Movember is here people – and I for one couldn’t be more over joyed. Well, scratch that. There are some men that just should not grow a beard. Or a ‘stache. Or some patchy half-assed excuse for facial hair. Love the sentiment dudes, but let’s be real, it’s like the yoga pants of facial hair. It may be super comfy, but it doesn’t mean everyone should do it. Patchy hair just looks scheevy and should be avoided at all costs. And a stache on any man under the age of 50 who isn’t at least salt and pepper gray just look like you should own a van and live down by the river. It’s terrifying. Which is why I am so relieved I married a man that can grow a full on manly-man beard this time of year. It makes me want to give him an axe and tell him to go chop me down a tree and build me a cabin. Or fix a lightbulb for me. It’s those little manly things that make a girl swoon.
On second thought…he better leave the tree chopping to me. Hanging out with lumberjacks all through college (Yes- I was a lumberjack) I could distinguish between a good beard and a bad beard. And thankfully most of those guys had amazing pieces of facial pelt, which led me to believe that once a man puts an axe in his hand the beards begins to sprout. Like a Chia pet. It just happens over night.
Since Ben is in nursing school, he has to stay professional and clean cut so the pelt on his face isn’t going to get out of control and he can’t do anything funky with it like Todd Hoffman and his chin banner. Do any of you watch Gold Diggers, too? Or am I a one woman Alaskan Reality TV Freakshow? For those of you that know who Todd Hoffman is let me ask – What is that thing? Seriously, cut it off! Gold miners grown beards, not face banners. ew.
But I digress – It’s deep into the depths of fall and Ben has started to grown the face sweater – I’m beyond thrilled and it looks remarkably good on him. Other girls seem to think so too, since I’ve noticed he’s been getting a lot of stares lately from less-than-his-aged girls who apparentl also know a good beard when they see it. Ohhhh you should see the side eyes being thrown back at them. Go back and listen to your Justice Beaver girls and leave the beard admiring to me. I’ve got it firmly covered.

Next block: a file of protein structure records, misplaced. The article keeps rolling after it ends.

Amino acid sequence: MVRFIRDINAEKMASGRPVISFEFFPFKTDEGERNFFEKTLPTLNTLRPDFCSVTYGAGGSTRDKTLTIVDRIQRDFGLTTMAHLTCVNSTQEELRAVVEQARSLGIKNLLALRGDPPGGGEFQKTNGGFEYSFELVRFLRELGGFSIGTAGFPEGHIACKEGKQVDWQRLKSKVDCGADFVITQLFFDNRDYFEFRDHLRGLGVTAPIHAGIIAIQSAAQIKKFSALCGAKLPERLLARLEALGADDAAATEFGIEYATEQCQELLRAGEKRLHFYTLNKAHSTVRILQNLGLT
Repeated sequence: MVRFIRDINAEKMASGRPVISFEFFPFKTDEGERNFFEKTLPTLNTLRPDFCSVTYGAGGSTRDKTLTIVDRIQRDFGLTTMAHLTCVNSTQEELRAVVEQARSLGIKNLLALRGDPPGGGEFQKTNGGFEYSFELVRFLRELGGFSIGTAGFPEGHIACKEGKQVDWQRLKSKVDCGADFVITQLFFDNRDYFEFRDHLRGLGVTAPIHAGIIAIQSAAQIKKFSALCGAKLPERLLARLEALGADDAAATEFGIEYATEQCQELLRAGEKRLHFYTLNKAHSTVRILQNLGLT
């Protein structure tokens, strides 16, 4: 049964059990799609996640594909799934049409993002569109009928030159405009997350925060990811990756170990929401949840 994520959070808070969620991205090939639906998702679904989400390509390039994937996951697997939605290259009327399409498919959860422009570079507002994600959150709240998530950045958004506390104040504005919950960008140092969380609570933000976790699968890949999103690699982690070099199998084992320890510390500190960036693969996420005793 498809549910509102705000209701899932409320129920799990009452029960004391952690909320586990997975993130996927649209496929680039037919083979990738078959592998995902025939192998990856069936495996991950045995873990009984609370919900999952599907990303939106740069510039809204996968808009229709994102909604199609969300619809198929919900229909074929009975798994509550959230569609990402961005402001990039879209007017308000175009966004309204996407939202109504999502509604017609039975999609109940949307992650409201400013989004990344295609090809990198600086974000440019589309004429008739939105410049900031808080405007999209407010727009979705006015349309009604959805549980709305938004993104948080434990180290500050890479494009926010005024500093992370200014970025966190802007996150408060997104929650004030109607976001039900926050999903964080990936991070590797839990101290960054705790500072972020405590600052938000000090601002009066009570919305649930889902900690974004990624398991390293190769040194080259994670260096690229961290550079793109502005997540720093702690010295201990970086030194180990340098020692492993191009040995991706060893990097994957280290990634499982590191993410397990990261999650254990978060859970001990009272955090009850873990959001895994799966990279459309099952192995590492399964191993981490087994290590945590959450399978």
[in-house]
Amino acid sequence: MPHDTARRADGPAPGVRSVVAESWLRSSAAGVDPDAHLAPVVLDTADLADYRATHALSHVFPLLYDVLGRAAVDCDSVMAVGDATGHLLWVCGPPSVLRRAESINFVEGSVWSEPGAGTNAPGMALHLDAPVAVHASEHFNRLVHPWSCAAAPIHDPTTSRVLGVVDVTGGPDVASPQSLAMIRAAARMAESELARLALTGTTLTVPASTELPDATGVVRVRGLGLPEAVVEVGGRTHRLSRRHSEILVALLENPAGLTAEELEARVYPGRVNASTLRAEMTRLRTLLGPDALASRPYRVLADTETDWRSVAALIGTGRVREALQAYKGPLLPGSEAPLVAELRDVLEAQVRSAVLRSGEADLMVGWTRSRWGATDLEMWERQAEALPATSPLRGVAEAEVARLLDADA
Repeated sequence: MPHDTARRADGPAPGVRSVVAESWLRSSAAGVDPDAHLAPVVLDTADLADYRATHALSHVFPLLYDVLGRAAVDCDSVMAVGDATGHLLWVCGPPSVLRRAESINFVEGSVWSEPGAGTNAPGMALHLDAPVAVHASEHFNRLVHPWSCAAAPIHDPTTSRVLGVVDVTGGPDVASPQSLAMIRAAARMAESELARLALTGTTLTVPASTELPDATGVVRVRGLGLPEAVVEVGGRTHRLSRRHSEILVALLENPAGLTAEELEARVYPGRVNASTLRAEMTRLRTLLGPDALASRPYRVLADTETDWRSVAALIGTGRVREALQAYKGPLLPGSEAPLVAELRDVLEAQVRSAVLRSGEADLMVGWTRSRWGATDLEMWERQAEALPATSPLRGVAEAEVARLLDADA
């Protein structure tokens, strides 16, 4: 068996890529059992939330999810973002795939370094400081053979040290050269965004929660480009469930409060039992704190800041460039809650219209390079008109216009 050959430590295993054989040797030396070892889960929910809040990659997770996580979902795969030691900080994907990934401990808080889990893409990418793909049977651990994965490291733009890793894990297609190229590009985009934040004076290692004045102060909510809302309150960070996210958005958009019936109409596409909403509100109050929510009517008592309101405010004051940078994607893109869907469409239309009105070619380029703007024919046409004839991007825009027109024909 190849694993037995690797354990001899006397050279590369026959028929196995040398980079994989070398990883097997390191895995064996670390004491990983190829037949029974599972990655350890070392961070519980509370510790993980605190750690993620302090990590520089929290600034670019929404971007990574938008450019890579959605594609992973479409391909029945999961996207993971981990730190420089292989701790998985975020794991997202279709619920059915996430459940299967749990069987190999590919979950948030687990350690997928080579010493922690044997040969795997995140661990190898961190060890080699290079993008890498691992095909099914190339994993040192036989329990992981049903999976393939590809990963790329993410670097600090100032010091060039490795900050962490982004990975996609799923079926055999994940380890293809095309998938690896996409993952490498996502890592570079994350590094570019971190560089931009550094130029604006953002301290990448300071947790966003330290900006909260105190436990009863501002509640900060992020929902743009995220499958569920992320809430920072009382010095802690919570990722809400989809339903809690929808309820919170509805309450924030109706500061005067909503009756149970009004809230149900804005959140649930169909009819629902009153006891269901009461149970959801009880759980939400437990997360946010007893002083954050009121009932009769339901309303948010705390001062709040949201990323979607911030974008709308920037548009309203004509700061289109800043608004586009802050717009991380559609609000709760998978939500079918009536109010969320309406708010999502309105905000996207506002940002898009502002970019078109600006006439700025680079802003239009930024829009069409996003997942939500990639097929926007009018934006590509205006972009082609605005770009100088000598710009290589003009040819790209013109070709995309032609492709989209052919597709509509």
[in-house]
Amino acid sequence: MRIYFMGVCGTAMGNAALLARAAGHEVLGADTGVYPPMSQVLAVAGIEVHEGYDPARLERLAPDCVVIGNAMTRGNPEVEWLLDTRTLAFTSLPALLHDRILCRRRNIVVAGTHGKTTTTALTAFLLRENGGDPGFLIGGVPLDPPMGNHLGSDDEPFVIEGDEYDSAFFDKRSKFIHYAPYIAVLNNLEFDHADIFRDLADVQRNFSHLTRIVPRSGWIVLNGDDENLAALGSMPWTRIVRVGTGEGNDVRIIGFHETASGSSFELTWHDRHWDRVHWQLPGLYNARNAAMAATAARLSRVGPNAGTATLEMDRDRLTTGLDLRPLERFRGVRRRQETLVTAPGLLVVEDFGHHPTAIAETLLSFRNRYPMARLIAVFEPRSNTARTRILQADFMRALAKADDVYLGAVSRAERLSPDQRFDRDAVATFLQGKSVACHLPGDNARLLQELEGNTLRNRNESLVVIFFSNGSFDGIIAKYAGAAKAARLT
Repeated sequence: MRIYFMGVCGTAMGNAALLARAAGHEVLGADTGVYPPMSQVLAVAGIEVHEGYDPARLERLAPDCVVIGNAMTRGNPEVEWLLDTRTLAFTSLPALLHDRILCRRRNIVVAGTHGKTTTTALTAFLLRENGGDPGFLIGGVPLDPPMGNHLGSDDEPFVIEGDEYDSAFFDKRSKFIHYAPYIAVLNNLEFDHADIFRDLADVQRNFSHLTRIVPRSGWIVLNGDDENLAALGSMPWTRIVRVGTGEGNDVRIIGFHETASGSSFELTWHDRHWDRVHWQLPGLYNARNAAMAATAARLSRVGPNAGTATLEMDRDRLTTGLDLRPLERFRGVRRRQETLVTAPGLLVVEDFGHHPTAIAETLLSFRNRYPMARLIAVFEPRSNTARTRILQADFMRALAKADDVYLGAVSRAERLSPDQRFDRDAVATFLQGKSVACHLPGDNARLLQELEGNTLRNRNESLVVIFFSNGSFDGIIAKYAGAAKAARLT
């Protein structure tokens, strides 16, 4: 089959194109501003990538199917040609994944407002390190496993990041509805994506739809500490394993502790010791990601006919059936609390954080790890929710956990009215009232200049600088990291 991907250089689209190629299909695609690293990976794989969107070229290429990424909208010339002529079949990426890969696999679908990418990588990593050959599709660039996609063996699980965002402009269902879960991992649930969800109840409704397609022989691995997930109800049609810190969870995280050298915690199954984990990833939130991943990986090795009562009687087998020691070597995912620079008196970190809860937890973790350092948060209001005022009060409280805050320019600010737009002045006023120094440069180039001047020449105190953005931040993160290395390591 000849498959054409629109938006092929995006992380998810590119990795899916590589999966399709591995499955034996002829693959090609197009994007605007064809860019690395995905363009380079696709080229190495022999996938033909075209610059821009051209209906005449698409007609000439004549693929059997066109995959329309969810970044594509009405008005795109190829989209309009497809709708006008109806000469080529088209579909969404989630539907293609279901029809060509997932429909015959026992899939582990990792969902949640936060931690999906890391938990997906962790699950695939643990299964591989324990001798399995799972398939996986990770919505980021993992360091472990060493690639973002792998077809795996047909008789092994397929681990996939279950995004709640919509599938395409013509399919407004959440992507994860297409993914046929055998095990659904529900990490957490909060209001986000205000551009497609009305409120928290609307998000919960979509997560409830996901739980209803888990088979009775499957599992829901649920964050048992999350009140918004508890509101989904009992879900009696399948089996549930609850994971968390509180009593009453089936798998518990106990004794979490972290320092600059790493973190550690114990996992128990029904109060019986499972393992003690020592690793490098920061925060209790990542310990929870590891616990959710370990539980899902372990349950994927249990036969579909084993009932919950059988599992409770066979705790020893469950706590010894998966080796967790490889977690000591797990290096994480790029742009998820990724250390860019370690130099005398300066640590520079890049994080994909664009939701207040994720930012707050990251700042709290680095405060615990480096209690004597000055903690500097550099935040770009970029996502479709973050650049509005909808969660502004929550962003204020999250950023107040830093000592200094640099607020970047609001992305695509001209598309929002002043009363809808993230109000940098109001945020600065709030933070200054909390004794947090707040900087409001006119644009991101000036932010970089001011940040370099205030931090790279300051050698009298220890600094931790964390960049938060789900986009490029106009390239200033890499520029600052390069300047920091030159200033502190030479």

And what else do I have covered? Your new Thanksgiving Cornbread Stuffing recipe! This is full of fall like things – fresh crumbled corn bread, spicy pork sausage, cranberries and even a few smoked oysters for some added moisture, and smokey flavor. If you’ve never added oysters to your stuffing, this is the year to do it! You won’t even be able to tell they are in there – they just give it a really flavorful boost! Promise!
Cranberry Cornbread Stuffing with Smoked Oysters and Sausage
Yield: 1 quart
Prep Time: 30 Minutes
Cook Time: 20 Minutes
Total Time: 50 MInutes
1 pound Pork Sausage (like Johnsonville Sausage)
1 medium Onion, finely chopped
1 stalk Celery, finely chopped
3 cloves Garlic, minced
1/2 tsp Dried Sage
2 cups Cornbread, cubed
1/2 cup Dried Cranberries
1 can Smoked Oysters, drained and finely chopped
½ cup Chicken Stock
2 Tbsp White Wine
Salt and Pepper to taste
1 Tbsp Butter
Preheat oven to 350 degrees.
Heat a large skillet over medium heat, and cook pork sausage until it begins to brown. Add in onion, celery, garlic, and sauge and continue to cook. Stir occasionally until the vegetables have softened and browned. Add in cubed cornbread, cranberries and smoked oysters - fold in. Gently fold in chicken stock and white wine. Stir gently to combine completely. Add in salt and pepper to taste if desired.
Use the butter to grease a casserole dish. Spread stuffing into an even layer into the dish. Bake until its heated through and brown on top - about 20 minutes.
Serve immediately or if using to stuff into a bird - place into the freezer for one hour so it cools down.